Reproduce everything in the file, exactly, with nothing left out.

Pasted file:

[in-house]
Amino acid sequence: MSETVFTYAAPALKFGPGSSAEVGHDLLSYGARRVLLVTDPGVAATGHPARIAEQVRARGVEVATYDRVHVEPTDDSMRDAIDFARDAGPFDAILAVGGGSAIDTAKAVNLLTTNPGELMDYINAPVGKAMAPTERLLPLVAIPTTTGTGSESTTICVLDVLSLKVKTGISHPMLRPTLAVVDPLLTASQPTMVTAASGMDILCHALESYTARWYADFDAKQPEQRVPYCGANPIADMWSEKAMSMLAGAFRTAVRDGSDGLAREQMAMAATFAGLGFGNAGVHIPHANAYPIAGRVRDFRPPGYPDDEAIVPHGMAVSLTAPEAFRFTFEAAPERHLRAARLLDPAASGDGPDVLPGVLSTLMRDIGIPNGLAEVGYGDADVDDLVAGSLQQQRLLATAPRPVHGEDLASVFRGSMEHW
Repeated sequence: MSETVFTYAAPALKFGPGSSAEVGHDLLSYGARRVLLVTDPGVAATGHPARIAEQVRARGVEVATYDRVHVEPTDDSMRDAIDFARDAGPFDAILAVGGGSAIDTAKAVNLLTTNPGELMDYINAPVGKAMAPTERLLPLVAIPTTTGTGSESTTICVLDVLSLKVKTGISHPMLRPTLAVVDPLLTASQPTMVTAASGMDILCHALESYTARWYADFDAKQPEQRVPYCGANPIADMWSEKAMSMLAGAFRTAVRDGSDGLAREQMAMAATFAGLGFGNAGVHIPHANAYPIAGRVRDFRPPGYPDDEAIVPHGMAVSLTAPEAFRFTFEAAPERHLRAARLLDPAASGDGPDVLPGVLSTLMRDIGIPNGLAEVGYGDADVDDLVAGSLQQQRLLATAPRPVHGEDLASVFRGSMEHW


[in-house]
Amino acid sequence: MSETVFTYAAPALKFGPGSSAEVGHDLLSYGARRVLLVTDPGVAATGHPARIAEQVRARGVEVATYDRVHVEPTDDSMRDAIDFARDAGPFDAILAVGGGSAIDTAKAVNLLTTNPGELMDYINAPVGKAMAPTERLLPLVAIPTTTGTGSESTTICVLDVLSLKVKTGISHPMLRPTLAVVDPLLTASQPTMVTAASGMDILCHALESYTARWYADFDAKQPEQRVPYCGANPIADMWSEKAMSMLAGAFRTAVRDGSDGLAREQMAMAATFAGLGFGNAGVHIPHANAYPIAGRVRDFRPPGYPDDEAIVPHGMAVSLTAPEAFRFTFEAAPERHLRAARLLDPAASGDGPDVLPGVLSTLMRDIGIPNGLAEVGYGDADVDDLVAGSLQQQRLLATAPRPVHGEDLASVFRGSMEHW
Repeated sequence: MSETVFTYAAPALKFGPGSSAEVGHDLLSYGARRVLLVTDPGVAATGHPARIAEQVRARGVEVATYDRVHVEPTDDSMRDAIDFARDAGPFDAILAVGGGSAIDTAKAVNLLTTNPGELMDYINAPVGKAMAPTERLLPLVAIPTTTGTGSESTTICVLDVLSLKVKTGISHPMLRPTLAVVDPLLTASQPTMVTAASGMDILCHALESYTARWYADFDAKQPEQRVPYCGANPIADMWSEKAMSMLAGAFRTAVRDGSDGLAREQMAMAATFAGLGFGNAGVHIPHANAYPIAGRVRDFRPPGYPDDEAIVPHGMAVSLTAPEAFRFTFEAAPERHLRAARLLDPAASGDGPDVLPGVLSTLMRDIGIPNGLAEVGYGDADVDDLVAGSLQQQRLLATAPRPVHGEDLASVFRGSMEHW